Watching out for teen depression during the prolonged pandemic – Manila Bulletin

RIKKI MATAY

As early as 2013, students were identified as a vulnerable group suffering from significant stress, anxiety, and depression that adversely affect their mental health (Regehr and Glancy, “Interventions to Reduce Stress in University Students: A Review and Meta-analysis”).

Psychol Med supports this in its separate study that prior to the pandemic, “one in five college students worldwide had one or more diagnosable mental disorders”. The academic years, which are an essential element in building a foundation for positive health behaviors for well-being into adulthood, are also the years in a person’s life during which they are faced with various challenges that pose significant risks to their health expose.

With another impending lockdown caused by the rising cases of COVID-19 in the country and around the world, one of those challenges young adults face is another episode of mental health issues.

So if you have a student in your household, especially a teenager, it is unwise to ignore their various cries for help. Remember, people who suffer from depression suffer in silence.
Distinguishing between growing pains and depression has always been a challenge for parents, but here are some ways you can spot the signs and symptoms to help your child:

1. Irritability. A depressed teen can easily become frustrated or prone to outbursts of anger instead of showing sadness by crying all the time.

2. Low self-esteem. Depression can trigger feelings of inadequacy, ugliness, and failure.
3. Insomnia and other sleep disorders like oversleeping.

4. Change in appetite.

5. Lack of interest in the usual activities that he / she used to enjoy doing. Sudden problems at school can occur, such as bad grades and skipping classes. This also includes withdrawal from social activities. You may find yourself talking to fewer friends or hanging out with a new group.

6. Undiagnosed physical pain, including headache and abdominal pain.

7. Adolescents can use alcohol or drugs as self-medication, but this leads to worse states of depression.

8. Working overtime using social media.

We need to take a closer look at the overuse of social media. The psychiatrist Dr. JM Chu points out the link between teenage depression and social media use, with teenagers who spend more time on their smartphones reporting higher rates of depression.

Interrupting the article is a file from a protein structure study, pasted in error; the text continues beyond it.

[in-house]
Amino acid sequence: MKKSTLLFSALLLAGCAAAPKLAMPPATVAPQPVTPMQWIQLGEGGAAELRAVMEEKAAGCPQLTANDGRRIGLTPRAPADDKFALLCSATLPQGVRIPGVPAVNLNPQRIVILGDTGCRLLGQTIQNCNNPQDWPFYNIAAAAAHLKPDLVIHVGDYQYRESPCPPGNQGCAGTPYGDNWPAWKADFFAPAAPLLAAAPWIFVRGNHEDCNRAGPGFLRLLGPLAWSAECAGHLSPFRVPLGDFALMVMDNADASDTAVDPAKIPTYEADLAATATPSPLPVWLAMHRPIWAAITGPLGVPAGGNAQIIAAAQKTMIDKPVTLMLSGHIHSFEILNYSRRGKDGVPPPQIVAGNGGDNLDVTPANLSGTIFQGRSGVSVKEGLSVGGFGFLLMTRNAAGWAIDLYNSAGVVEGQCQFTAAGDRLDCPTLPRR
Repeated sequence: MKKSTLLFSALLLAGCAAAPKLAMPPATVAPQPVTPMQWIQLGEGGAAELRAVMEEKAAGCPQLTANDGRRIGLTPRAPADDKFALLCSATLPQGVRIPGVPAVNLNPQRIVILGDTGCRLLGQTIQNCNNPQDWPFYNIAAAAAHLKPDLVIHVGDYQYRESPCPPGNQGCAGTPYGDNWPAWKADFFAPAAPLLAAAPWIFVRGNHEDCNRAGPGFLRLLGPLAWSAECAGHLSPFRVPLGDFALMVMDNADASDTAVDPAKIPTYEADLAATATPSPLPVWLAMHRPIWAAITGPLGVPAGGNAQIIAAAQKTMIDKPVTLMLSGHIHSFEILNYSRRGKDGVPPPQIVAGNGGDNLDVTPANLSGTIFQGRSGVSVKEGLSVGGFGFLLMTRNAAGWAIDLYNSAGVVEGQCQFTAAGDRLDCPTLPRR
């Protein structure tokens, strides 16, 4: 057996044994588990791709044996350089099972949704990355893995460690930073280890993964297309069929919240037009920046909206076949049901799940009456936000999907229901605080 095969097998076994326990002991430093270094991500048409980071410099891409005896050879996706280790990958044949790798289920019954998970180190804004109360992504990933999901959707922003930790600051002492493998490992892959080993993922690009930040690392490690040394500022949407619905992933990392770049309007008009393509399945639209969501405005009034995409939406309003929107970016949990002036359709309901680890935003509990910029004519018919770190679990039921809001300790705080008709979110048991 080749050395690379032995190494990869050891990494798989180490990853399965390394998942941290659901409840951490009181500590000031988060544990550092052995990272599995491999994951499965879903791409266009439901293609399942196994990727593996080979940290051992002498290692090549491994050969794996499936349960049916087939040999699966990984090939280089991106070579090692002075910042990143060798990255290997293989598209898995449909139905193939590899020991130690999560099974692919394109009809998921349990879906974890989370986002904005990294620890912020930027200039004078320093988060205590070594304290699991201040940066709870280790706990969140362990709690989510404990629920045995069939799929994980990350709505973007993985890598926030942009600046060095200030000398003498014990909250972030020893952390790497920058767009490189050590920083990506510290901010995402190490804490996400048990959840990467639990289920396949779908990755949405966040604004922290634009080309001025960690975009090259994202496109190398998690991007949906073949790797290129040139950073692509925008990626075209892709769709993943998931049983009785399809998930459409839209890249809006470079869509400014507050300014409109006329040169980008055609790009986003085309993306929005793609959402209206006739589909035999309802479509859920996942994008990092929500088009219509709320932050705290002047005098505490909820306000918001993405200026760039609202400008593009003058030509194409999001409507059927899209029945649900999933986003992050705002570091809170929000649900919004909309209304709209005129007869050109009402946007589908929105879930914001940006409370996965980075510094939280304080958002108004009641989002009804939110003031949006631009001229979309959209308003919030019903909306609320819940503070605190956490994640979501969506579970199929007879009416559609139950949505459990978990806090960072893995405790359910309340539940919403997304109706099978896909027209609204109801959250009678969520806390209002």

Why?

1. They tend to compare themselves, including their lifestyle and appearance, to those they consider “followers” on social media, resulting in low self-esteem and excessive self-criticism.

2. Online time decreases the IRL (In Real Life) time that you should use to have actual interactions with others. This also reduces their time for physical and developmental activities. Studies have also shown that sedentary life contributes to mental health problems.

3. Working overtime online affects sleep patterns, which can lead to behavior changes including irritability.

4. Bringing your devices can be your way of escaping reality.

Here’s how parents / adults can help teenagers who may have mental health problems:

1. What is your stomach telling you? Even if your teen says he / she is fine, trust your paternal or maternal instincts minus the attack mode. Acknowledge his / her feelings and pain, and if you are lucky enough to have confidence, listen. Assure your child of your unconditional love.

2. If your child refuses to communicate but instincts tell you something is wrong, encourage them to talk to a trusted friend or counselor. Assure your child that there is nothing wrong with speaking to a professional.

3. Encourage social and physical activities with their peers to get him / her off the beaten track. Depressed teenagers usually choose to isolate themselves from family members. Encourage them to connect and reconnect with their peers and society. Since isolation makes depressed states worse, make sure your children have a few minutes each day to check on them and ask how their day was.

4. Be respectful. Your child may be a child in your eyes, but it’s good to remember that children are only smaller versions of adults, too. Respect your child’s comfort in terms of your child’s willingness to communicate at any given time. Nagging will only push her away.
5. Limit social media usage for the above reasons.

You may get tired of helping teenagers with depression and anxiety, and you can experience a range of negative emotions such as despair and frustration. But remember, this is a busy time for your child, and it is not difficult on purpose. Rather, your child is actually suffering, so be patient.

Also, don’t be too strict with yourself if progress is not what you planned it to be. Progress comes in different time frames, but the most important thing is that you don’t let your teen down on this often bumpy road.


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